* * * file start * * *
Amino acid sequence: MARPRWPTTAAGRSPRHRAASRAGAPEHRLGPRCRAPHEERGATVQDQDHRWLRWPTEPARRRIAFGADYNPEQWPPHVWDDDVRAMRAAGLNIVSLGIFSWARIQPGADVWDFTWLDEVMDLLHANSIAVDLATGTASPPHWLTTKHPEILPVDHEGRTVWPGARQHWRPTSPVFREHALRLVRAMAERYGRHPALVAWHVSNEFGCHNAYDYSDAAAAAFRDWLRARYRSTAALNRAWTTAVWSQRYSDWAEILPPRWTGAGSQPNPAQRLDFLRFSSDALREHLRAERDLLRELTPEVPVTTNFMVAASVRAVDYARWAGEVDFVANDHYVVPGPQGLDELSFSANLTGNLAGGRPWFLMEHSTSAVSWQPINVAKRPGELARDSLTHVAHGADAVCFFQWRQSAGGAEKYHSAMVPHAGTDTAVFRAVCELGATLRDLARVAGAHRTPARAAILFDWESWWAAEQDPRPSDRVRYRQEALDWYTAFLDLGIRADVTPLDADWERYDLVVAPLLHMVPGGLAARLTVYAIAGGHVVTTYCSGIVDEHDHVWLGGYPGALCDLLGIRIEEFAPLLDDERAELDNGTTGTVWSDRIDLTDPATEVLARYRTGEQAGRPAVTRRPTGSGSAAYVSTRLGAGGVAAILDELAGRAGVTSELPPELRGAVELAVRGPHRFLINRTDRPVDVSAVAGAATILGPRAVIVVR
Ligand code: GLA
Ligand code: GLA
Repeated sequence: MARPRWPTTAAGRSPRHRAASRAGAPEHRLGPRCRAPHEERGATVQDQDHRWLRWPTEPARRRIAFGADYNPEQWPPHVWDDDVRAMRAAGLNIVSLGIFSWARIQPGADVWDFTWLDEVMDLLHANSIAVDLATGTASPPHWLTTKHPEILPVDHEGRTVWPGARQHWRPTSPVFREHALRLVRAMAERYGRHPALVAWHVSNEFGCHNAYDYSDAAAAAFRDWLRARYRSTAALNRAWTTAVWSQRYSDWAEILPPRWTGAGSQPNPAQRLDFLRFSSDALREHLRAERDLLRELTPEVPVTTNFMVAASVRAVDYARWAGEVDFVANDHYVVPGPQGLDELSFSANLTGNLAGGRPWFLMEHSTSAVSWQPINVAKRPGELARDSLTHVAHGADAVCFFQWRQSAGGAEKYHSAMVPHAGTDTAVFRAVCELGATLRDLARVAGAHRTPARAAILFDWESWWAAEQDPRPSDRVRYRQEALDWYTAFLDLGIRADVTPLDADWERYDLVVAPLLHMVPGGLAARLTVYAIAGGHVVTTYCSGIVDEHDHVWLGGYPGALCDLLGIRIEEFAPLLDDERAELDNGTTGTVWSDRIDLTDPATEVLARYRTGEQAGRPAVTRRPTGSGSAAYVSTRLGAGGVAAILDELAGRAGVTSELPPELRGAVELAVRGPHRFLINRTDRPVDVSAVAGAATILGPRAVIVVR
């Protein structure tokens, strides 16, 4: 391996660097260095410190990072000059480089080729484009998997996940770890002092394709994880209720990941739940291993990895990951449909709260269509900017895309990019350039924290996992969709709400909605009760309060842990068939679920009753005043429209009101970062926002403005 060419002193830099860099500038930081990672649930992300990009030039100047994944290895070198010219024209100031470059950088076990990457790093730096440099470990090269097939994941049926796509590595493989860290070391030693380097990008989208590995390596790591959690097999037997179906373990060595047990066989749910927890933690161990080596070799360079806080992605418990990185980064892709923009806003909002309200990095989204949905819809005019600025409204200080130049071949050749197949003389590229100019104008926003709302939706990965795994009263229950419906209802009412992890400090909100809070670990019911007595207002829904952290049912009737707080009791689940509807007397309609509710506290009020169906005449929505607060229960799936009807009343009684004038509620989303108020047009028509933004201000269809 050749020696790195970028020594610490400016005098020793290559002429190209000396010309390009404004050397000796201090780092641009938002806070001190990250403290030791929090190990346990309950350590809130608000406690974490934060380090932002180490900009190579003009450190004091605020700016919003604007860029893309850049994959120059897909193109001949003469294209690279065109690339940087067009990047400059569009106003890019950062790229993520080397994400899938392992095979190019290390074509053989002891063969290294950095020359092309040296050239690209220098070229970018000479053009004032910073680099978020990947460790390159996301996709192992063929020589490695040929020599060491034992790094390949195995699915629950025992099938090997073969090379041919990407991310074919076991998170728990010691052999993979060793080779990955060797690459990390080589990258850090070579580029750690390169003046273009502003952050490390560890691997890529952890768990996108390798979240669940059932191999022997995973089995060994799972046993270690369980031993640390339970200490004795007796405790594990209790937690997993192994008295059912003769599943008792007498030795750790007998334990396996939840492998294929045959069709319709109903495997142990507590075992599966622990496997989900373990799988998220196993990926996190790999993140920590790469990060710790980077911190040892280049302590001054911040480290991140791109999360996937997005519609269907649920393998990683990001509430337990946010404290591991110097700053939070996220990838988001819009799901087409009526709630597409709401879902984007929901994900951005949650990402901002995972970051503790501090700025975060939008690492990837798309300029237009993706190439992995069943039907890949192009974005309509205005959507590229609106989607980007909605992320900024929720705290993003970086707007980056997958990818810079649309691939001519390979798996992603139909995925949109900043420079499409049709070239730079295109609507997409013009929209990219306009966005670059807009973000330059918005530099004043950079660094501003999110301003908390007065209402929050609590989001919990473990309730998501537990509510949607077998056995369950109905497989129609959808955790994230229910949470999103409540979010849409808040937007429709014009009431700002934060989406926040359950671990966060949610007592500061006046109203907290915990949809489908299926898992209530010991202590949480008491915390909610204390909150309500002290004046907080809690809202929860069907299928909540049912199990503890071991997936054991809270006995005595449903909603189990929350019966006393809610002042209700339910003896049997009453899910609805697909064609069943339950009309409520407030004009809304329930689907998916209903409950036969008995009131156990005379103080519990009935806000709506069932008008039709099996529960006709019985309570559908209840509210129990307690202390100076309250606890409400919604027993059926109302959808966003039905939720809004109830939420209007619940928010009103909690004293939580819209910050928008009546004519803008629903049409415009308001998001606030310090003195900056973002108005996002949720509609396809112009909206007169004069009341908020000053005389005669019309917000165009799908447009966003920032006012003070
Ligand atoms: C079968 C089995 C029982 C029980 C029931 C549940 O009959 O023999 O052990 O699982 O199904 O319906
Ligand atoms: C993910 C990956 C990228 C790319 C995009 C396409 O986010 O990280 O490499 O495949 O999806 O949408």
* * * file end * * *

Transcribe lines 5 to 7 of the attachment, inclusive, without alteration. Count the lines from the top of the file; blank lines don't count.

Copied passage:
């Protein structure tokens, strides 16, 4: 391996660097260095410190990072000059480089080729484009998997996940770890002092394709994880209720990941739940291993990895990951449909709260269509900017895309990019350039924290996992969709709400909605009760309060842990068939679920009753005043429209009101970062926002403005 060419002193830099860099500038930081990672649930992300990009030039100047994944290895070198010219024209100031470059950088076990990457790093730096440099470990090269097939994941049926796509590595493989860290070391030693380097990008989208590995390596790591959690097999037997179906373990060595047990066989749910927890933690161990080596070799360079806080992605418990990185980064892709923009806003909002309200990095989204949905819809005019600025409204200080130049071949050749197949003389590229100019104008926003709302939706990965795994009263229950419906209802009412992890400090909100809070670990019911007595207002829904952290049912009737707080009791689940509807007397309609509710506290009020169906005449929505607060229960799936009807009343009684004038509620989303108020047009028509933004201000269809 050749020696790195970028020594610490400016005098020793290559002429190209000396010309390009404004050397000796201090780092641009938002806070001190990250403290030791929090190990346990309950350590809130608000406690974490934060380090932002180490900009190579003009450190004091605020700016919003604007860029893309850049994959120059897909193109001949003469294209690279065109690339940087067009990047400059569009106003890019950062790229993520080397994400899938392992095979190019290390074509053989002891063969290294950095020359092309040296050239690209220098070229970018000479053009004032910073680099978020990947460790390159996301996709192992063929020589490695040929020599060491034992790094390949195995699915629950025992099938090997073969090379041919990407991310074919076991998170728990010691052999993979060793080779990955060797690459990390080589990258850090070579580029750690390169003046273009502003952050490390560890691997890529952890768990996108390798979240669940059932191999022997995973089995060994799972046993270690369980031993640390339970200490004795007796405790594990209790937690997993192994008295059912003769599943008792007498030795750790007998334990396996939840492998294929045959069709319709109903495997142990507590075992599966622990496997989900373990799988998220196993990926996190790999993140920590790469990060710790980077911190040892280049302590001054911040480290991140791109999360996937997005519609269907649920393998990683990001509430337990946010404290591991110097700053939070996220990838988001819009799901087409009526709630597409709401879902984007929901994900951005949650990402901002995972970051503790501090700025975060939008690492990837798309300029237009993706190439992995069943039907890949192009974005309509205005959507590229609106989607980007909605992320900024929720705290993003970086707007980056997958990818810079649309691939001519390979798996992603139909995925949109900043420079499409049709070239730079295109609507997409013009929209990219306009966005670059807009973000330059918005530099004043950079660094501003999110301003908390007065209402929050609590989001919990473990309730998501537990509510949607077998056995369950109905497989129609959808955790994230229910949470999103409540979010849409808040937007429709014009009431700002934060989406926040359950671990966060949610007592500061006046109203907290915990949809489908299926898992209530010991202590949480008491915390909610204390909150309500002290004046907080809690809202929860069907299928909540049912199990503890071991997936054991809270006995005595449903909603189990929350019966006393809610002042209700339910003896049997009453899910609805697909064609069943339950009309409520407030004009809304329930689907998916209903409950036969008995009131156990005379103080519990009935806000709506069932008008039709099996529960006709019985309570559908209840509210129990307690202390100076309250606890409400919604027993059926109302959808966003039905939720809004109830939420209007619940928010009103909690004293939580819209910050928008009546004519803008629903049409415009308001998001606030310090003195900056973002108005996002949720509609396809112009909206007169004069009341908020000053005389005669019309917000165009799908447009966003920032006012003070
Ligand atoms: C079968 C089995 C029982 C029980 C029931 C549940 O009959 O023999 O052990 O699982 O199904 O319906
Ligand atoms: C993910 C990956 C990228 C790319 C995009 C396409 O986010 O990280 O490499 O495949 O999806 O949408």